Defying The Categories
Scene Magazine, May 12-18, 1988
By Mark Holan
Transcribed by Robert Ferent
8 Cover Image

Scans:

Kevin McMahon has never been into doing things the easy way. When McMahon's band, Lucky Pierre, was first playing out in the late 70's, it was de rigeur for McMahon to maintain a rigid composure and try to ring out every last drop of emotion from every song he performed. These days, however, McMahon is much more laid back. It's not "laid back" in the sense of being mellow. It's more of an emotional maturity that comes with age.

Of all the bands to come out of the Cleveland/Akron music scene in the late 70's and early 80's, Lucky Pierre had the most modern approach to music. While band like the Wild Giraffes and the Generators put more energy into their music, Lucky Pierre's (and therefore McMahon's) approach centered around the use of words as a way of taking off on emotional flights pf fancy. McMahon's best songs captured a sort of cryptic message filtered through a kaleidoscope.

But like most of the other bands around at that time, Lucky Pierre dissolved due to a lack of interest from all parties involved. McMahon went to San Francisco, and bassist Tom Lash, drummer Dave Zima and guitarist Denis DeVito pursued their own directions on the music scene. Every once in a while we'd hear about McMahon's whereabouts and doings.

Now, some five years since such Lucky Pierre singles as "Fans And Cameras" comes COMMUNIQUE, a five-song album that refreshes our memories as to just how good a songwriter Kevin McMahon has always been. The tough, psychoanalytical outlook of "Analyst Says" gives way to the sparse musical backing and vulnerable emotionalism of "Man Against The Wall." In between, there's the rollicking title track and the breakneck sentiments of "Tough." Using drummer Dave Zima and guitarist John Guiciardo on most of the tracks, McMahon has succeeded in bringing Lucky Pierre into th elate 80's, poised for the 90's.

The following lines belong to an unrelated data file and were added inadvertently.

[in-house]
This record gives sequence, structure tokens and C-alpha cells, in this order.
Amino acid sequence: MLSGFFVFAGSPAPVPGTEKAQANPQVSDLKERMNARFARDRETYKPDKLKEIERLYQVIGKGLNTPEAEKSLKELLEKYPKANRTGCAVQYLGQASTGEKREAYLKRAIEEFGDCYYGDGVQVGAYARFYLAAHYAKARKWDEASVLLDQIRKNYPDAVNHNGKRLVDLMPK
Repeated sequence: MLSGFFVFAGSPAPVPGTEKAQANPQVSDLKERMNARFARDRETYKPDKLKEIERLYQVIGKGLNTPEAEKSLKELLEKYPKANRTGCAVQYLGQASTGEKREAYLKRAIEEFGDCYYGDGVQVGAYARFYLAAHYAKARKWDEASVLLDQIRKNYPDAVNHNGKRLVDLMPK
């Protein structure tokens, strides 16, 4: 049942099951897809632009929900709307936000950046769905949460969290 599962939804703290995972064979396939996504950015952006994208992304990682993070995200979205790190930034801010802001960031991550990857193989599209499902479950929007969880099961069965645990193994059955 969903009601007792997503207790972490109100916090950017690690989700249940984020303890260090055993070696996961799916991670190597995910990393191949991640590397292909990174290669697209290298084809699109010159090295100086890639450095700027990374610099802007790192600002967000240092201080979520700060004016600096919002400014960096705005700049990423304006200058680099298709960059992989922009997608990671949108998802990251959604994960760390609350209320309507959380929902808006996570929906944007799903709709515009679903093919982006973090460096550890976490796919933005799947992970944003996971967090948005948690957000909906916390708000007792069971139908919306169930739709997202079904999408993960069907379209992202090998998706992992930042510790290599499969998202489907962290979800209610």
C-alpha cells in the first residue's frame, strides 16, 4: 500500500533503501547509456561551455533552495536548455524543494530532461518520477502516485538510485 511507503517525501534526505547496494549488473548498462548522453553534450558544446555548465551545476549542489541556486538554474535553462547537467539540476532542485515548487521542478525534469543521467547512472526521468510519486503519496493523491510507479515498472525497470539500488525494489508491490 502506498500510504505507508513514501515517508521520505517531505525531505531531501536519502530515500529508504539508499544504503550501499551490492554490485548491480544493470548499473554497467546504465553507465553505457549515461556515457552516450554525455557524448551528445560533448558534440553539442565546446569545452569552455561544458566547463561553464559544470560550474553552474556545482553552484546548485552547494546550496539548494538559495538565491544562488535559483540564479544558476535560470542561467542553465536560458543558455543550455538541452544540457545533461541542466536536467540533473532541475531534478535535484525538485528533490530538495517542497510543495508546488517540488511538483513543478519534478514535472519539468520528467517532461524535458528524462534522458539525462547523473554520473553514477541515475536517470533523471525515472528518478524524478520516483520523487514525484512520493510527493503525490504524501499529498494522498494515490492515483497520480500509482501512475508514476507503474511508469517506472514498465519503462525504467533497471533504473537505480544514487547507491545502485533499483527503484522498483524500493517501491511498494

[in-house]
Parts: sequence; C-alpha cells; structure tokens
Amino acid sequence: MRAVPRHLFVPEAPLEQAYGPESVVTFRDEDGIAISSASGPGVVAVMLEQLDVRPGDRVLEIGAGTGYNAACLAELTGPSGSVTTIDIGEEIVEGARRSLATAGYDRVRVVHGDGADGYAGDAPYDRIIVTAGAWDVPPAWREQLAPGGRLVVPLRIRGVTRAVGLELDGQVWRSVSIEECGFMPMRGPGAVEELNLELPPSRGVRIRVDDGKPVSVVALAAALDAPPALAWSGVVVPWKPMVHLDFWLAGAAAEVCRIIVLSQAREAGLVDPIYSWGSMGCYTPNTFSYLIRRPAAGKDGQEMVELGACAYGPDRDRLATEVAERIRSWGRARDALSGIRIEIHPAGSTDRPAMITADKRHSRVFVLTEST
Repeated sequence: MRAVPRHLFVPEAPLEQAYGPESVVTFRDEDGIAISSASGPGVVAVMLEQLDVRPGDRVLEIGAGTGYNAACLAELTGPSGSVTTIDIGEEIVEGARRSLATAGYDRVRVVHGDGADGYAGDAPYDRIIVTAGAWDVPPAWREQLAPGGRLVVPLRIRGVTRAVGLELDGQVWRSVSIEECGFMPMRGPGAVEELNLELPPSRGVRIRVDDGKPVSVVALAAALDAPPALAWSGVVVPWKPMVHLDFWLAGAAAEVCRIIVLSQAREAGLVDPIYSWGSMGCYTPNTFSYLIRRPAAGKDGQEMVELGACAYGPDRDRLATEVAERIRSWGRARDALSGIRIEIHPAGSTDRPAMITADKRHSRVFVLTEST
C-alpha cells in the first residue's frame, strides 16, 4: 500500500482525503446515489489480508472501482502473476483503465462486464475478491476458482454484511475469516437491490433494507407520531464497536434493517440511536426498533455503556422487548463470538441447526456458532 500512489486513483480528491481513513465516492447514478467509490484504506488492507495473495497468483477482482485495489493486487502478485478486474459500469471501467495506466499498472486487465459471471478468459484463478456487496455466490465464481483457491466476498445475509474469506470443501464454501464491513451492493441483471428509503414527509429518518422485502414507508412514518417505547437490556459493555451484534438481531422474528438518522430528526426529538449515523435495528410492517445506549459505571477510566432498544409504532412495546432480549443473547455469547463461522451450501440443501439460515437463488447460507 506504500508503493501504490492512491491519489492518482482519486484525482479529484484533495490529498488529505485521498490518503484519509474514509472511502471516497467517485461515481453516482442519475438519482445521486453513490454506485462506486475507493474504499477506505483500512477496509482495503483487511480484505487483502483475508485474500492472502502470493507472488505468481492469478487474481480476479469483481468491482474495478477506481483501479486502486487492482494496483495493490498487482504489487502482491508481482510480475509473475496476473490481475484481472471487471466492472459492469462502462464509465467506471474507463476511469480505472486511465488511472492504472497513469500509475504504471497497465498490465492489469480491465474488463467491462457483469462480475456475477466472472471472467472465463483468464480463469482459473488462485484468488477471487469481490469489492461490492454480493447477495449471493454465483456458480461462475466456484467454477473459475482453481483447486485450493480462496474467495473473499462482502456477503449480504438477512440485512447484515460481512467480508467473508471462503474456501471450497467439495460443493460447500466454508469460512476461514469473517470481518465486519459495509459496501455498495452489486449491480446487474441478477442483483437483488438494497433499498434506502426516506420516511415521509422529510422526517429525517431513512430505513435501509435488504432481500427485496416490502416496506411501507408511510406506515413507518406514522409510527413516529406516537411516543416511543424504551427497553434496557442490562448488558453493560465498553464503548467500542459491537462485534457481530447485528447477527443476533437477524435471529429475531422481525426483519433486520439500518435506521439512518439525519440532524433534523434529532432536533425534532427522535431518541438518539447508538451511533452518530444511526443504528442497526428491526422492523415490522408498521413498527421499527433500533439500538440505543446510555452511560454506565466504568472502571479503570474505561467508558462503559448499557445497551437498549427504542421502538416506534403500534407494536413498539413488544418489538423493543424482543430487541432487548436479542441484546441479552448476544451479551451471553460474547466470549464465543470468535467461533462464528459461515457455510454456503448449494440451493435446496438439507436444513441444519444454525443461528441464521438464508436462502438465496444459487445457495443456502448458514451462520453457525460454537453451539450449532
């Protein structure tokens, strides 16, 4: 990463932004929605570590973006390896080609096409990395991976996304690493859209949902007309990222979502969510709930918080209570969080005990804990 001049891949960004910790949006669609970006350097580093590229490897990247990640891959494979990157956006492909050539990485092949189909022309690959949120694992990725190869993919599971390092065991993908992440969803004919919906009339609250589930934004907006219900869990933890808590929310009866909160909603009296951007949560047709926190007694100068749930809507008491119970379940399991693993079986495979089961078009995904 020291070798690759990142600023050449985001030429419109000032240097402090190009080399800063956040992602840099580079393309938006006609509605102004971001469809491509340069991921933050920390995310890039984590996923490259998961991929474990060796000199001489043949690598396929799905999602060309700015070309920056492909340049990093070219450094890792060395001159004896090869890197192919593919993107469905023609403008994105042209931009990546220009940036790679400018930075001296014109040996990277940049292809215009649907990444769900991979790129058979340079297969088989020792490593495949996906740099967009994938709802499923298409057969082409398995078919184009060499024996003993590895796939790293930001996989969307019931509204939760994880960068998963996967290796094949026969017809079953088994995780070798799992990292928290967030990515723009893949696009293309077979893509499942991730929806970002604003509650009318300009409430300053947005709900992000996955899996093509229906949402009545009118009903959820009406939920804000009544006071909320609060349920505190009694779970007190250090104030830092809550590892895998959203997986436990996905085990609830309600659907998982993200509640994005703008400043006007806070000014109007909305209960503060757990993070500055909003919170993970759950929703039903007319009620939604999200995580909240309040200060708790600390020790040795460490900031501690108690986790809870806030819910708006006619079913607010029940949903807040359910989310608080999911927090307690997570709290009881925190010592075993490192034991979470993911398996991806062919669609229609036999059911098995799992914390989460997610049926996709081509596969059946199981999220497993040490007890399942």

"There really isn't anything brand new on the record," McMahon says. "I just felt like doing some of the older things that were knocking around in my head for so long."

Having lived in San Francisco for the most part of the last three years, McMahon has a renewed enthusiasm for Cleveland and what ti has to offer an original band. Before settling in San Francisco, however, he took an extended vacation to Europe.

"I figured I would do that when I was 30," he explains. "I figured that by then I would have a band that was on the road, and I would be able to go to Europe. But it didn't work out that way, so I just said 'I'm 30, it's time to go.'"

While visiting Paris, McMahon had an experience that made him think about Cleveland and the once-burgeoning original music scene. "I was in Paris, and I went into a music store to look for a magazine that would have what was going on in the clubs around town. I started talking to a guy, and he asked me where I was from. I said 'Cleveland,' and he said, 'The Rock 'n' Roll Capitol of the World? Why would you want to move here. That's the Rock 'n' Roll Capitol of the World.' This was before we got the Rock And Roll Hall of Fame, too. it just knocked me out that this guy in Paris would have heard about Cleveland being this hub of rock 'n' roll."

The new Lucky Pierre - Zima, Lash, keyboardist Trent Reznor, guitarist Rick Christyson and McMahon - will be making on of their infrequent live appearances at Peabody's Down Under this Saturday, May 14. McMahon's thinking is that playing out two or three times a week at the same clubs doesn't achieve anything. the Peabody's gig this weekend will be their last one until sometime in June.

"I don't want to burn out on it," McMahon says. "I don't want the audience to burn out on it, either. It'll be just three or four more jobs. Once at the Phantasy, once at Peabody's and that kinda thing for two or three months. I also want to do some out-of-town gigs, too."

Keeping that balance between familiarity and contempt is what is first and foremost on McMahon's mind these days. Now that he can see things from a new perspective, he's ready to do things his way - again.